Land tenure dynamics
The study identified a variety of actors involved in land management, especially with respect to land conflicts, and noted that these actors sometimes compete with each other. For example, the study found that in some cases courts are in conflict with sous-préfets or land administration officials on whether to certify disputed land, and there are also conflicts with new institutions like the Council of

Traditional Chiefs and Kings (CRCT). These tensions undermine the legitimacy and efficacy of these institutions which are supposed to create and enforce clear and predictable rules. In the West, but also increasingly in the North, one observes a lack of trust and a perception that these institutions are biased. As a result, land users rely less on institutional processes and more on networks of influential or powerful people who can advance individual interests. In such a context, the ecosystem of actors is characterized by “might makes right” where might is determined by economic and political power.

Women are particularly vulnerable in such a system because they tend to be at a disadvantage in male- dominated power politics because they have less money, less political power and fewer friends in high places to advance their interests. In such a context, advancing the cause of women’s land rights requires advocacy with those who do have power and influence, including women powerbrokers, so that women’s interests stand a better chance of being considered.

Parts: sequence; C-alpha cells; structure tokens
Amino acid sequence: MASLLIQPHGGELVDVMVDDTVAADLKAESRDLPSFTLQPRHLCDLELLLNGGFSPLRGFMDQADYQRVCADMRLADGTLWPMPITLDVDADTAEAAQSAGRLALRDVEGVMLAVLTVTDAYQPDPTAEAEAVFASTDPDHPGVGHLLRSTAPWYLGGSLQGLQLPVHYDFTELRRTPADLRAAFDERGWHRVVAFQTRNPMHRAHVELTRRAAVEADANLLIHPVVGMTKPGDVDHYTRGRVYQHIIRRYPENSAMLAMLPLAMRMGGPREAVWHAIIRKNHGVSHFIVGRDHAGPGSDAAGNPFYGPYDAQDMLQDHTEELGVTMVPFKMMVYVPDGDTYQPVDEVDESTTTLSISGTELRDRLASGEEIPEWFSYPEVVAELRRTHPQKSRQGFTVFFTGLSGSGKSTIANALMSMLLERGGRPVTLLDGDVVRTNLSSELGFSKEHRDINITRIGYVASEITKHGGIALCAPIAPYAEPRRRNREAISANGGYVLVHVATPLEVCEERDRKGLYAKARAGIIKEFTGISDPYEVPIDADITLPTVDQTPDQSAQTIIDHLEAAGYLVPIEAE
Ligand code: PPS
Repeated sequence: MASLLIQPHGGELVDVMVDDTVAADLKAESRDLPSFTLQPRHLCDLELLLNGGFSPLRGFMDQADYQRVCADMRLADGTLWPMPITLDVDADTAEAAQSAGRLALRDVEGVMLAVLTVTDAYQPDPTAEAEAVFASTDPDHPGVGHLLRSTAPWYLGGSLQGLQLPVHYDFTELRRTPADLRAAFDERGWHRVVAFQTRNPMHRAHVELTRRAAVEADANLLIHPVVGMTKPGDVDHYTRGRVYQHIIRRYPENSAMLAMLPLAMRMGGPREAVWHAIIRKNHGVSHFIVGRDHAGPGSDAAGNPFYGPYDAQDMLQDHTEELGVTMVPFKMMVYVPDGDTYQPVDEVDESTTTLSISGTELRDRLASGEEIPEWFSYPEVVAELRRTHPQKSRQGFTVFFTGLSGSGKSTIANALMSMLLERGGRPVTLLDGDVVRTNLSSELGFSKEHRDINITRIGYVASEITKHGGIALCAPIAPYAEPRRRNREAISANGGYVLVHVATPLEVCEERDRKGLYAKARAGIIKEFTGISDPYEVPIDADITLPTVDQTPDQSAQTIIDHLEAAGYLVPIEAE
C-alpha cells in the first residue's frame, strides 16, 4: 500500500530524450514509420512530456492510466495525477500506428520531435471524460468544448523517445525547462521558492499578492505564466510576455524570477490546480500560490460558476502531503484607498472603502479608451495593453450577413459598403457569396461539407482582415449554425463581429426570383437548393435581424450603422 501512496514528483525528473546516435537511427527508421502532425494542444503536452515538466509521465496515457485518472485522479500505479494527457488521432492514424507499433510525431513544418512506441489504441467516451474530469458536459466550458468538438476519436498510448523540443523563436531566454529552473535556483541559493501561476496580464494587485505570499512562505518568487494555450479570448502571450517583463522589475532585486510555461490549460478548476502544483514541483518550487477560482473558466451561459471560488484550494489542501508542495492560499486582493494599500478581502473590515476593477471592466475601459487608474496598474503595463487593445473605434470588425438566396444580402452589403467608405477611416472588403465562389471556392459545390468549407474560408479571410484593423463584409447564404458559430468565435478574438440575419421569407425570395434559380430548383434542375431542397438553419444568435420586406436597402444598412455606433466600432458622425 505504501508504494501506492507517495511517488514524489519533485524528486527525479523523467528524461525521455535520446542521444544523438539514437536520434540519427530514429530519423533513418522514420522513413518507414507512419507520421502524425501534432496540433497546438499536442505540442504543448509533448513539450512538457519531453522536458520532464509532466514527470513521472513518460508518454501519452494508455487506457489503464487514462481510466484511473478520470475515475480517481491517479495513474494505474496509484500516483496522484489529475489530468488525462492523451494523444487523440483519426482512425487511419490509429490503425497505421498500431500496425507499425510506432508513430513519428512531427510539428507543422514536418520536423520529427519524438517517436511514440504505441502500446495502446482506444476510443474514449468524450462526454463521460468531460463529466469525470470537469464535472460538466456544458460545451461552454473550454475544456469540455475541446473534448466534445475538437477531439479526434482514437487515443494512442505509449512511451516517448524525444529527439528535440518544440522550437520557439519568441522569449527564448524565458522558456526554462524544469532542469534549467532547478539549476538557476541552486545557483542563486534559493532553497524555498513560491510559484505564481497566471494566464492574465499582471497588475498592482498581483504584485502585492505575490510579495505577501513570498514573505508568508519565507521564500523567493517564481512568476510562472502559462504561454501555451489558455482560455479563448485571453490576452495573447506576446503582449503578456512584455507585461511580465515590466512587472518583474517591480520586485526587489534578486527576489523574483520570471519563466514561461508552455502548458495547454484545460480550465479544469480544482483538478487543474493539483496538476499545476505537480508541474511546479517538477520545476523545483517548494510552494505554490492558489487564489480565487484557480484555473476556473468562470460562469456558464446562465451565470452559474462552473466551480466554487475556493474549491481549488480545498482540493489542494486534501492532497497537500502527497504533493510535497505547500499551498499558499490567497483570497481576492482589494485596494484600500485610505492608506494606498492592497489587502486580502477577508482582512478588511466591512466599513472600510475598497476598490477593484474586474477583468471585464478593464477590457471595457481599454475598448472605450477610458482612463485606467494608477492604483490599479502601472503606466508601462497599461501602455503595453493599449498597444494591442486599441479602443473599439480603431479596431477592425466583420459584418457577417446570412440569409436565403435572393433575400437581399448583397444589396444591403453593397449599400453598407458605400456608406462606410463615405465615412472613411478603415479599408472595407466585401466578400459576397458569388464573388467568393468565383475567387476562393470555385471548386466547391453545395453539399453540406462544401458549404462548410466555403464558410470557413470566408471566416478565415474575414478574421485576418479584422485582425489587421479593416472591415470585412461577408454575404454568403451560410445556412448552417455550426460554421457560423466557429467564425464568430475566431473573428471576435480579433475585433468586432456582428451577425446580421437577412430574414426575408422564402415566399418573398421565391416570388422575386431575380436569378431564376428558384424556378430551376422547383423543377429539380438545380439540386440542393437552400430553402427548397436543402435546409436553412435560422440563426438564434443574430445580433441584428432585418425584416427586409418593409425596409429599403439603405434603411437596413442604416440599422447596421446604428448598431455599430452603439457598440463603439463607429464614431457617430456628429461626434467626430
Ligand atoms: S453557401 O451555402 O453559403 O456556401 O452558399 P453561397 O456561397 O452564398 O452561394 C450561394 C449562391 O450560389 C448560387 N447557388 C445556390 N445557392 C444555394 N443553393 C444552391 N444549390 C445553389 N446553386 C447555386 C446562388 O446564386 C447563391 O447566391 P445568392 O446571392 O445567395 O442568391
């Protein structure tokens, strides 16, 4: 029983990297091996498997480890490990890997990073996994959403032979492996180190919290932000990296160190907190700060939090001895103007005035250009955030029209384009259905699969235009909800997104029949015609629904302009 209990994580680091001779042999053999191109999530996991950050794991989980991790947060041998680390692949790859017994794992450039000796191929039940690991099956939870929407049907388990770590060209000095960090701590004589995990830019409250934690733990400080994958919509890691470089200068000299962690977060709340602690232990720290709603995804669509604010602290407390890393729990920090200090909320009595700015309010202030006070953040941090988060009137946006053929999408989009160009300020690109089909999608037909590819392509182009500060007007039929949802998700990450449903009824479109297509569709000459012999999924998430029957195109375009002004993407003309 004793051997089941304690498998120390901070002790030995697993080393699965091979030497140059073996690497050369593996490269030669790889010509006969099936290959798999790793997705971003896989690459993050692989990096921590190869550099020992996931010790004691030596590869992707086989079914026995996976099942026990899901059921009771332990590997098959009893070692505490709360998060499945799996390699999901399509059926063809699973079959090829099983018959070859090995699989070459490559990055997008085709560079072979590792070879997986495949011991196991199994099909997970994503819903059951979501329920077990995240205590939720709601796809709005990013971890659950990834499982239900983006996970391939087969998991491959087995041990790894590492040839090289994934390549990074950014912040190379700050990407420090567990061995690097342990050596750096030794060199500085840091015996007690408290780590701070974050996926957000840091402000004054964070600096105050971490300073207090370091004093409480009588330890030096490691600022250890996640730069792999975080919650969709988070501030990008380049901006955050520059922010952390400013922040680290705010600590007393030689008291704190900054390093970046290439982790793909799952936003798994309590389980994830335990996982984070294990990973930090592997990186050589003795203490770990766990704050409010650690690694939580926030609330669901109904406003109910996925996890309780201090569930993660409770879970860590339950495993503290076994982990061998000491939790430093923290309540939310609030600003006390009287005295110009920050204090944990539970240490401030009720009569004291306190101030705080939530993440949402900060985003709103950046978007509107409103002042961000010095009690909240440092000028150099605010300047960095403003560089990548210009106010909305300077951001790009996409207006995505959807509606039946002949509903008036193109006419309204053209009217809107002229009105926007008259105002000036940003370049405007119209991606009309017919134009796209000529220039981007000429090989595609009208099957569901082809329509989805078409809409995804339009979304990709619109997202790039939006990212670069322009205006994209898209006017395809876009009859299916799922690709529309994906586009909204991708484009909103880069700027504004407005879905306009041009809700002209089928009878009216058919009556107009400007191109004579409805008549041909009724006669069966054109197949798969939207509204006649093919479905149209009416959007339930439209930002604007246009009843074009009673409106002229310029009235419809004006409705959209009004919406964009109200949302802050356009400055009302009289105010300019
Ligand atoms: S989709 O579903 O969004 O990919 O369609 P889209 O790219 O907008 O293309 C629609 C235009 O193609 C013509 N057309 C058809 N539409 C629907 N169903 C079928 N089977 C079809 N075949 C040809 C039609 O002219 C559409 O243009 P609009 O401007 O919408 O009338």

It is also necessary to strengthen women’s capacity to succeed in this contested ecosystem through developing networks and especially supporting the most vulnerable women (widows, young girls, and the poor). Strengthening women’s economic power so that they are on an equal footing with men is also key. Supporting women-led advocacy networks can leverage social capital through collective action and better access to information. This approach can ultimately contribute to the deconstruction of negative social representations around women. However, it will require working on the system as a whole with actions aimed at reducing gender inequality.